For many years Budgets clashed with the running of the Champion Hurdle at Cheltenham, with the Chancellor rising to his feet as the tapes went up. This year, Mr Hammond’s big speech on Wednesday again coincides with the Cheltenham Festival but it is a day later than the traditional slot. So devotees of tomorrow’s great race will be able to watch it undistracted. Mind you, the speech is likely to be so dull that you might reasonably absorb yourself in studying the form for later races.
In other respects too this will be a very different occasion. Mr Hammond has swapped the roles of the traditional Spring Budget and the Autumn Statement so that what we used to expect in March we can now expect in November. By contrast, the traditional Budget slot should now do what the old Autumn Statement used to, that is to say, give an updated economic and fiscal forecast.
That said, in recent years, Autumn Statements have tended to include substantive measures on both tax and spending, to the point where they were threatening to become budgets in all but name. I suspect that this week’s statement would have been due for the same fate were it not for the overwhelming influence of our old friend, Brexit uncertainty. Neither we nor the Chancellor have a clue about what is going to happen on March 29, or later. Moreover, the Budget speech is sandwiched between yet another “meaningful vote” on Mrs May’s “deal” and further votes on a no-deal Brexit and a Brexit delay.
Accordingly, even if Mr Hammond were minded to make this statement a more substantive one, he surely wouldn’t know what to do. He would be well advised to do nothing.
At least he will be able to report a continued improvement in the public finances. Borrowing this fiscal year is running at about half of what it was last year. On the face of it, this gives the Chancellor more room for manoeuvre. Unfortunately, though, things are unlikely to be so simple.
The Office for Budget Responsibility (OBR) may well assume that the borrowing numbers have been flattered by one-off factors. Moreover, recent economic news has been disappointing, suggesting that over the next several months tax receipts may be weaker than they have been. The OBR is likely to reduce its forecast for GDP growth this year from 1.6pc to 1.3pc. Nevertheless, on last October’s figures the Chancellor had some £15bn in hand to meet his objective of reducing the structural budget deficit to below 2pc of GDP by 2020/21. It is possible that the OBR will acknowledge that he now has rather more up his sleeve.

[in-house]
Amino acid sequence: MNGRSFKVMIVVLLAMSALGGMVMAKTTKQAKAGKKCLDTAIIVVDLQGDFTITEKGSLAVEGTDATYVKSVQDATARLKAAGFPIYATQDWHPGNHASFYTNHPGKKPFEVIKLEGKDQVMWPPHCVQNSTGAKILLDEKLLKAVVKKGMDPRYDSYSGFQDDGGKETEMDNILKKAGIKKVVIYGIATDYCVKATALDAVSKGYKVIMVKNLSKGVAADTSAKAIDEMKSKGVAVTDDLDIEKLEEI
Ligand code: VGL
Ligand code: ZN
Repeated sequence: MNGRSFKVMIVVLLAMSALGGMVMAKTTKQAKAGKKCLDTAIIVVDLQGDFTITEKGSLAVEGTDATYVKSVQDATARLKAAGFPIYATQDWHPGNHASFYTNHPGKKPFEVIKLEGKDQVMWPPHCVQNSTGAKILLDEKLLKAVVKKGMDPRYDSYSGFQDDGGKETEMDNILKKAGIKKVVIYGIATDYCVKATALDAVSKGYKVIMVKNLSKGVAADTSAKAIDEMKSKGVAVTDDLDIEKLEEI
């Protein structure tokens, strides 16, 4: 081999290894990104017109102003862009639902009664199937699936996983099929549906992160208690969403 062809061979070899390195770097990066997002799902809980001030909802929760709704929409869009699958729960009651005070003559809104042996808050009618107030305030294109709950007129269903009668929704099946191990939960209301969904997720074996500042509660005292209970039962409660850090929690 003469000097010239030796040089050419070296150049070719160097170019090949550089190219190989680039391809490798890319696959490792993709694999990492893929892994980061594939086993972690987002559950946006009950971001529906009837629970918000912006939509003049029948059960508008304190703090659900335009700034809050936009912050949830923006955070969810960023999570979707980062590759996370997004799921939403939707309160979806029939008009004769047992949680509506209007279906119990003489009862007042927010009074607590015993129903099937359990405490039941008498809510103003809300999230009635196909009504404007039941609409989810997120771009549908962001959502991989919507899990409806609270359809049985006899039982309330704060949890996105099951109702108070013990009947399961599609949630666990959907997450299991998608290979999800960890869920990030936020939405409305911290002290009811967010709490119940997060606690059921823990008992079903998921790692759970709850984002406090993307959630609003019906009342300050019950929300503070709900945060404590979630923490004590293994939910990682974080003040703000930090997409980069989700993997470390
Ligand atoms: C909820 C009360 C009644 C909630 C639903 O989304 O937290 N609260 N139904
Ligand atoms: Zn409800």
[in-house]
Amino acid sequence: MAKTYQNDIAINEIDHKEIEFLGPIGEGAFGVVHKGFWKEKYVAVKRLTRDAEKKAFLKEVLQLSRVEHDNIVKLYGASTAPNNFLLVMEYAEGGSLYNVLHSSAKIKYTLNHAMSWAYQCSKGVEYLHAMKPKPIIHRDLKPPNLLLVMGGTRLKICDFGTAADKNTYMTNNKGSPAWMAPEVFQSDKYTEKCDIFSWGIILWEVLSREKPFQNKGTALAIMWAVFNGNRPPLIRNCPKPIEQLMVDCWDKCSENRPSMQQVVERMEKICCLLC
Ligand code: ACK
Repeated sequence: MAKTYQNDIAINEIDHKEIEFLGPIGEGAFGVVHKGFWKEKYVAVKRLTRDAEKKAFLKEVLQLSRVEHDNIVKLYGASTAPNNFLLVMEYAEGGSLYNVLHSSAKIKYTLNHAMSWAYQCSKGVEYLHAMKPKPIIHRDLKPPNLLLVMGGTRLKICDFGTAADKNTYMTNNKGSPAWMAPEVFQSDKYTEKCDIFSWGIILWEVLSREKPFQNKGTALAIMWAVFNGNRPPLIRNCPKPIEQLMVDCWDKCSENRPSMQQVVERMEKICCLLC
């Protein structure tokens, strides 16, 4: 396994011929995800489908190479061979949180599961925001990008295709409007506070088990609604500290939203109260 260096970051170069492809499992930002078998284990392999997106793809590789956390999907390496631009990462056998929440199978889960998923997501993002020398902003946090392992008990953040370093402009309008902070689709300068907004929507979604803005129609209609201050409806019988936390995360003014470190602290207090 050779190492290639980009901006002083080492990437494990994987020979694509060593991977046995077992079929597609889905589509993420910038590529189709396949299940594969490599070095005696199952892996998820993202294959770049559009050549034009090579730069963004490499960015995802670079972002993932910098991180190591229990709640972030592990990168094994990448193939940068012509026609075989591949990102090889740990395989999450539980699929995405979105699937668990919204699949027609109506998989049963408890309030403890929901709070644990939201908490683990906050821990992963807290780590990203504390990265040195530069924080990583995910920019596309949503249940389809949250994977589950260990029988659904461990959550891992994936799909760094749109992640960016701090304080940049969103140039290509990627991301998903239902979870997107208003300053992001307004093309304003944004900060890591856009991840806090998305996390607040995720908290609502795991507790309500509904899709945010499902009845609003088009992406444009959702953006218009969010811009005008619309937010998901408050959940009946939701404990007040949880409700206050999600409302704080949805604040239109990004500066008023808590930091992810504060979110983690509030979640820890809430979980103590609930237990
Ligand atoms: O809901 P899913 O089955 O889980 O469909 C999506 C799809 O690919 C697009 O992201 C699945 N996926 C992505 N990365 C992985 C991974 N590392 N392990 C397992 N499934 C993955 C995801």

But this is where Brexit comes in. Mr Hammond is a fully paid-up member of the Remainer tendency. The nearest thing to remaining in the EU is Mrs May’s ghastly “deal”. He apparently believes that if we adopt it then the economy will perform much better than if we don’t. He will argue that it would allow a resurgence of both investment and consumption, thereby improving the public finances decisively. That would allow him to “put an end to austerity” in the Autumn Budget and might even leave some room for tax cuts.
A substantial delay to Brexit would prolong uncertainty but at least it would postpone, and perhaps avoid, the losses that the Chancellor believes a no-deal Brexit would cause, involving a contraction of GDP, leading to reduced tax revenues. In these circumstances, if he were to try to stick to his fiscal rules he would have to cut expenditure and/or increase taxes.
Yet he has made it pretty clear that he would do neither of these things. Rather, he would bring in emergency measures to help the economy withstand the blow from a no-deal Brexit. Consequently, if we end up in this situation then we are likely to experience a real humdinger of a mini-Budget, reminiscent of the old days. There would be umpteen measures and substantial amounts of money doled out. Tariff policy would be critical. The Government could decide to impose tariffs on our imports from the EU at the same rates at which they are currently imposed on imports from non-EU countries. In this case, the Chancellor would have to return to consumers the money raised, either by reducing particular tariff rates or by introducing an across-the-board reduction in VAT.
If, on the other hand, the Government decided to slash tariffs to virtually zero on almost everything then there would be no extra revenue flowing into the Exchequer and no squeeze on consumers. Indeed, they would benefit from the lower prices of goods imported from outside the EU.
But this would pose a competitive threat to some UK producers. The Government would surely feel that it needed to provide targeted assistance for particular industries in the forefront of this competitive battle.
Mind you, I reckon that Mr Hammond and his Treasury are much too pessimistic about how the economy would perform in the event of a no-deal Brexit.
Within six months I expect us to have bounced back from whatever short-term difficulties we have experienced and the economic growth outlook to be good. In that case, of course, Mr Hammond might think that he had made a mistake by giving so much support to the economy. But he might no longer be Chancellor. The strong economy would lead to higher tax revenues and it is likely that a new Chancellor, following a tax-cutting agenda, would not want to tighten policy.
So, one way or another, I suspect that a fiscal relaxation is on the way. What the Brexit outcome will affect is whether the relaxation is consistent with continued low borrowing or whether it causes the fiscal rules to be suspended or abandoned.
He may have avoided competing with the Champion Hurdlers, but over the coming weeks Philip Hammond will have many treacherous obstacles to traverse.
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